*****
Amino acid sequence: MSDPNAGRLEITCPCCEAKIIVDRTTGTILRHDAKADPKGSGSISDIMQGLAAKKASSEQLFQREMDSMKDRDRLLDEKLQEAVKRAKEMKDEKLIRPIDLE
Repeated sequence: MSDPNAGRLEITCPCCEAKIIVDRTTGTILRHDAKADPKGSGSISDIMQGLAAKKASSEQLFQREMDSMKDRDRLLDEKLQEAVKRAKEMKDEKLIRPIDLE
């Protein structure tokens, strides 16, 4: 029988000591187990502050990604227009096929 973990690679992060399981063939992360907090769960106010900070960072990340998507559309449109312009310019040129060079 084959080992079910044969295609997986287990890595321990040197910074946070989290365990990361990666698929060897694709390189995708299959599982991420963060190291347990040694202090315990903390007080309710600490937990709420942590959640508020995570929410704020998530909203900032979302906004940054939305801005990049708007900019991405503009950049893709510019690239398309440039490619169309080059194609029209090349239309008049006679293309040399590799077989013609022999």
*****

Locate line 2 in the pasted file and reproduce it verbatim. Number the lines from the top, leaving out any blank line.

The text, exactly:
Repeated sequence: MSDPNAGRLEITCPCCEAKIIVDRTTGTILRHDAKADPKGSGSISDIMQGLAAKKASSEQLFQREMDSMKDRDRLLDEKLQEAVKRAKEMKDEKLIRPIDLE